With the current fractious political climate, a General Election looming and seemingly endless gloom and uncertainty around Brexit we could all be excused for taking life very seriously at the moment. This is especially so where taxes are concerned.

So, with the festive season fast approaching, for my blog article I thought I’d try to offer a little light-hearted relief by taking a look at some of the more obscure, unusual and even downright bizarre taxes from around the world, past and - strangely enough - present. Here are my top 10.

1. Cow Flatulence Tax

Ireland and Demark have imposed a cow flatulence tax equivalent to $10 per cow in Ireland and $110 in Denmark in an attempt to limit greenhouse gases.

2. Stolen Property Tax

The USA Internal Revenue Service instructions indicate you should list any stolen property gained during the previous year on your tax return. In order to not incriminate yourself it should be shown in the “any other income” section.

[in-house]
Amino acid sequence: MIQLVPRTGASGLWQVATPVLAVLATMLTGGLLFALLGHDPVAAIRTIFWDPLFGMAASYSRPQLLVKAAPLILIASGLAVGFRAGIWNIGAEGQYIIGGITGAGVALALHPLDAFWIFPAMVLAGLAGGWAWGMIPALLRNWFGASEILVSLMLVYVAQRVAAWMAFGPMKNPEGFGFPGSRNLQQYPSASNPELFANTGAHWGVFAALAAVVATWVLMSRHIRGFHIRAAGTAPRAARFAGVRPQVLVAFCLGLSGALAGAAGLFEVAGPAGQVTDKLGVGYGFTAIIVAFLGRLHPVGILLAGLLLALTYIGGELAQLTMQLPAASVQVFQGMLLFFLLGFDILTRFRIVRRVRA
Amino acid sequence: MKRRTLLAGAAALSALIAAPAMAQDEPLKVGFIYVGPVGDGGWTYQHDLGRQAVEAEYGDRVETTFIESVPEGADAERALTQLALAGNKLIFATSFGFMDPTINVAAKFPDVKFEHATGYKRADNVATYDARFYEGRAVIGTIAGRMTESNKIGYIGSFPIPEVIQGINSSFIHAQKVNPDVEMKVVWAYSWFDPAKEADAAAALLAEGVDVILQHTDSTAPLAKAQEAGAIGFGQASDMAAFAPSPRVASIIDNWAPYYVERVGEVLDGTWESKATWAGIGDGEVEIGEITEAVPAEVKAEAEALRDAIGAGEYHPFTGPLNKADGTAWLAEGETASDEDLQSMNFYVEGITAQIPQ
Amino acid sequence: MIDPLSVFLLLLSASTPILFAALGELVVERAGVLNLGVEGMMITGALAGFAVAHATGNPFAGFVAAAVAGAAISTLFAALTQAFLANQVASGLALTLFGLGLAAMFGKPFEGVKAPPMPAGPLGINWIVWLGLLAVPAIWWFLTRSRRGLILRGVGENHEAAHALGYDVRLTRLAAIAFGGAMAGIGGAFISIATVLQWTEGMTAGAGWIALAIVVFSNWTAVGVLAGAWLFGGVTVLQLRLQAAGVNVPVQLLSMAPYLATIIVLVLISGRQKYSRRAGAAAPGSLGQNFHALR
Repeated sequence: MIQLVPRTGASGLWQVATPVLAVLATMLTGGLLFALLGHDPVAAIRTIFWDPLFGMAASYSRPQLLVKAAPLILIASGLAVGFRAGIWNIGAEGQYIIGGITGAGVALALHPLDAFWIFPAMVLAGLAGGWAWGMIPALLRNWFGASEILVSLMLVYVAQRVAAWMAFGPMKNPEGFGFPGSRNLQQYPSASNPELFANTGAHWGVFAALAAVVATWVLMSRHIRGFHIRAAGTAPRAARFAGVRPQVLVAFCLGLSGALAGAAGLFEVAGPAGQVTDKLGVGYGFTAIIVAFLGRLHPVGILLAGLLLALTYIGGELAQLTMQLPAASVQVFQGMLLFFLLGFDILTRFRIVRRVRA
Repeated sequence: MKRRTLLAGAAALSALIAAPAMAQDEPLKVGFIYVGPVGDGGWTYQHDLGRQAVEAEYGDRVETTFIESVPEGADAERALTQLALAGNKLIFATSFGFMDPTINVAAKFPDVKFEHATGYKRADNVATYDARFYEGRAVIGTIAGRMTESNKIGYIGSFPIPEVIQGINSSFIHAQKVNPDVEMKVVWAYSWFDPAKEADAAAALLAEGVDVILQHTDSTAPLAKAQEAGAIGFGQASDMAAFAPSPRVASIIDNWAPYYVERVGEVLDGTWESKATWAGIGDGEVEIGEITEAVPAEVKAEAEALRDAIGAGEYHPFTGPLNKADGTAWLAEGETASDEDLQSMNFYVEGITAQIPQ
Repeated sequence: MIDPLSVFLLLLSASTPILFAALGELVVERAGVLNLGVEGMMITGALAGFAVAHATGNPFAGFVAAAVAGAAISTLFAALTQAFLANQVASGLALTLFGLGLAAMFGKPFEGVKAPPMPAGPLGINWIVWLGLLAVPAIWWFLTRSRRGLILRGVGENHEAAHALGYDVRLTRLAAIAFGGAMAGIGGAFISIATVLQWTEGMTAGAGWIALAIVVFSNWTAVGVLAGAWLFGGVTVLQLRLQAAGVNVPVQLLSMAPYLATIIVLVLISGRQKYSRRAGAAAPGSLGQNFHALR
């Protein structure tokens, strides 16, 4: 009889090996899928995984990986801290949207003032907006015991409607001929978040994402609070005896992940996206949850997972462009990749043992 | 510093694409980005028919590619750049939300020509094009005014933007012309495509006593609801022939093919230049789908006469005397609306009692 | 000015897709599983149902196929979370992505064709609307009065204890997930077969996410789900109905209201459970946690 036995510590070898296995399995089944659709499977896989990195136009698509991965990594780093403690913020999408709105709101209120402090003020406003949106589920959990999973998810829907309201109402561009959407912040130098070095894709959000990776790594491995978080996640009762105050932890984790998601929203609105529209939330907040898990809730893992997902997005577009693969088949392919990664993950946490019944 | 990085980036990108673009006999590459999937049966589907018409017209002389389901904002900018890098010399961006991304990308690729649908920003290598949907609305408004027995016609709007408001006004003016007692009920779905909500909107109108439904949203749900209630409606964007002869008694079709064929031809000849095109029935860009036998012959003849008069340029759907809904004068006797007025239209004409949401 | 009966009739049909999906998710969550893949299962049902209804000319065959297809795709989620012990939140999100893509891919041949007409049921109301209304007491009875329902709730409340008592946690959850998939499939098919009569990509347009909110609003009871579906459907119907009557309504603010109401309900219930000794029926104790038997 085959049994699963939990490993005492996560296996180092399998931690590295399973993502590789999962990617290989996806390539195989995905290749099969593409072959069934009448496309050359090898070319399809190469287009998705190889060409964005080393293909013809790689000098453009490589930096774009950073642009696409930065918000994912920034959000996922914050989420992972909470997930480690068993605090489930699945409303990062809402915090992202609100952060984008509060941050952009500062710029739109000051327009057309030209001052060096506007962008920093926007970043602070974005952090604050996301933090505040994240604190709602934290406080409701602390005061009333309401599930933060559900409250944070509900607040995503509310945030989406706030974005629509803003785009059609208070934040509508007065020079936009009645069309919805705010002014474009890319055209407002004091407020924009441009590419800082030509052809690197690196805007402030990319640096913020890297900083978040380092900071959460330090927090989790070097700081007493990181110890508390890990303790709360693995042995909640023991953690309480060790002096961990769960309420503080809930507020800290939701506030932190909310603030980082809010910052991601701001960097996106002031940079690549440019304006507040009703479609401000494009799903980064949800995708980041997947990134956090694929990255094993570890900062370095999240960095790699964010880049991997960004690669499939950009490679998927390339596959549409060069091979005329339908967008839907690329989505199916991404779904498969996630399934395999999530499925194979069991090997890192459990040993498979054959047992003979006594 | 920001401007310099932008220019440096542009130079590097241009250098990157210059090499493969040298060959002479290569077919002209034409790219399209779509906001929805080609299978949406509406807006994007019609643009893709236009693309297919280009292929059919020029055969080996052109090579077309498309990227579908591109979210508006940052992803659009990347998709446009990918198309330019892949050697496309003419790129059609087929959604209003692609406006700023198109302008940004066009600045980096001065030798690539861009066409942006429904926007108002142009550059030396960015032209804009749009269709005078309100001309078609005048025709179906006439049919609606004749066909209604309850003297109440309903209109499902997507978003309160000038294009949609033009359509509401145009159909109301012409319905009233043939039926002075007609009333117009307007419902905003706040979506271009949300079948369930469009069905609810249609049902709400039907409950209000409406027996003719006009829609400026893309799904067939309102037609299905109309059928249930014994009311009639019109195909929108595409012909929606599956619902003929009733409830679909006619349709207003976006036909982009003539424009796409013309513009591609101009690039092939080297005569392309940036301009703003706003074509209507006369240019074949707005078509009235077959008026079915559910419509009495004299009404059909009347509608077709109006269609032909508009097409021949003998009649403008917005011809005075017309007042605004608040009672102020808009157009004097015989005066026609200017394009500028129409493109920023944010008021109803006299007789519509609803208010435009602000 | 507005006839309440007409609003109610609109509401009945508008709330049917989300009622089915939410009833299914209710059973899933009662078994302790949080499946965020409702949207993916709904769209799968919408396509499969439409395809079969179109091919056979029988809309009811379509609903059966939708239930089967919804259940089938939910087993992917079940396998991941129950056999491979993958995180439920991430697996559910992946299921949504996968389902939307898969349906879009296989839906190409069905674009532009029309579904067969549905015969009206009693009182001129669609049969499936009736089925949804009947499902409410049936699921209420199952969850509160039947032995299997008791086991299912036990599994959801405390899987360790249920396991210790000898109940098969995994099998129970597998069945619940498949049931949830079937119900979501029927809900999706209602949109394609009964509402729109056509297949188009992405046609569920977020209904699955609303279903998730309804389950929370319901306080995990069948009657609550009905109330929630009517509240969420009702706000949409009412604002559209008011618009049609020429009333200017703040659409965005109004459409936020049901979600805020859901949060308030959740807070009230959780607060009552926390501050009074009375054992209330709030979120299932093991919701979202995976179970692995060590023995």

3. Urine Tax

In the first century A.D. the Romans imposed a tax on urine, mainly from the sale from public urinals.

4. Beard Tax

In 17th century Russia, a beard tax was introduced to encourage men to adopt a Western European clean shaven look.

5. Printed Wallpaper Tax

In the 1700s, the UK imposed a tax on printed wallpaper. This was circumvented by builders hanging clean paper and painting patterns on the walls instead.

6. Aromatic Powder Tax

In 1795 England imposed a tax on the aromatic powders men and women put on their wigs and this led to a dramatic decline in the popularity of wigs.

7. Shadow Tax

The Italian town of Conegliano charges a tax of €100 a year for shopkeepers whose signs create shade on the public walkway.

8. Chopstick Tax

The Chinese government charges a 5% tax on wooden chopsticks in a bid to stop its forests being cut down.

9. Hat Tax

Late eighteenth and early nineteenth-century British Prime Minister William Pitt introduced a tax which required a hat to have a revenue stamp pasted inside its lining. This was taken very seriously at the time and anyone caught forging a hat stamp faced the death penalty.

10. Baby Name Tax

Currently in Sweden there is a tax for giving your baby a name that is not already in use. 


For advice on your personal taxation affairs, please contact a member of our specialist Personal Tax team or your local Thomas Westcott office.

Phil Butterworth, Partner